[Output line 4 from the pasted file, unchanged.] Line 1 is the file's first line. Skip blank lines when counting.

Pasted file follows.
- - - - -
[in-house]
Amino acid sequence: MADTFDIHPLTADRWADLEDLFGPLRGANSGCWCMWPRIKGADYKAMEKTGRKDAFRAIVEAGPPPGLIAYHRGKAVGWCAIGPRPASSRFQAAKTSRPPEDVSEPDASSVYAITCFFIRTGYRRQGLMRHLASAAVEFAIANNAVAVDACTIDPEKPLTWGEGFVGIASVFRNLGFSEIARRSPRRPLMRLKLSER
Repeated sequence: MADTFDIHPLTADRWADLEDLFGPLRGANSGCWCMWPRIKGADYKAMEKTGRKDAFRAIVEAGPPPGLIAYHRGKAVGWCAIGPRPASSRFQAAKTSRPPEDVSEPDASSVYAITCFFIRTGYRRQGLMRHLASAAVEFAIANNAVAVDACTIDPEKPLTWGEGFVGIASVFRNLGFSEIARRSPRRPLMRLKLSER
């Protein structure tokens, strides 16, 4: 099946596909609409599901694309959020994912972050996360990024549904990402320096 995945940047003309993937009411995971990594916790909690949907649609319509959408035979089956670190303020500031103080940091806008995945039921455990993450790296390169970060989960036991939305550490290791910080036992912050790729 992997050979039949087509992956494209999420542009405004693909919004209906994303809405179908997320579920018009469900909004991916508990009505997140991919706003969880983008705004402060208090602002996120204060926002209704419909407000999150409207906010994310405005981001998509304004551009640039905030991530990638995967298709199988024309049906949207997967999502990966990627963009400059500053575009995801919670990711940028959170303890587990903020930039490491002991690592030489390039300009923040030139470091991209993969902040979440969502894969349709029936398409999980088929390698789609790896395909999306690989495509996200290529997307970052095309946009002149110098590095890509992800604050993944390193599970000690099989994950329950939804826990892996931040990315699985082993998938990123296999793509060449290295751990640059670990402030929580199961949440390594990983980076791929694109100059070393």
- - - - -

């Protein structure tokens, strides 16, 4: 099946596909609409599901694309959020994912972050996360990024549904990402320096 995945940047003309993937009411995971990594916790909690949907649609319509959408035979089956670190303020500031103080940091806008995945039921455990993450790296390169970060989960036991939305550490290791910080036992912050790729 992997050979039949087509992956494209999420542009405004693909919004209906994303809405179908997320579920018009469900909004991916508990009505997140991919706003969880983008705004402060208090602002996120204060926002209704419909407000999150409207906010994310405005981001998509304004551009640039905030991530990638995967298709199988024309049906949207997967999502990966990627963009400059500053575009995801919670990711940028959170303890587990903020930039490491002991690592030489390039300009923040030139470091991209993969902040979440969502894969349709029936398409999980088929390698789609790896395909999306690989495509996200290529997307970052095309946009002149110098590095890509992800604050993944390193599970000690099989994950329950939804826990892996931040990315699985082993998938990123296999793509060449290295751990640059670990402030929580199961949440390594990983980076791929694109100059070393």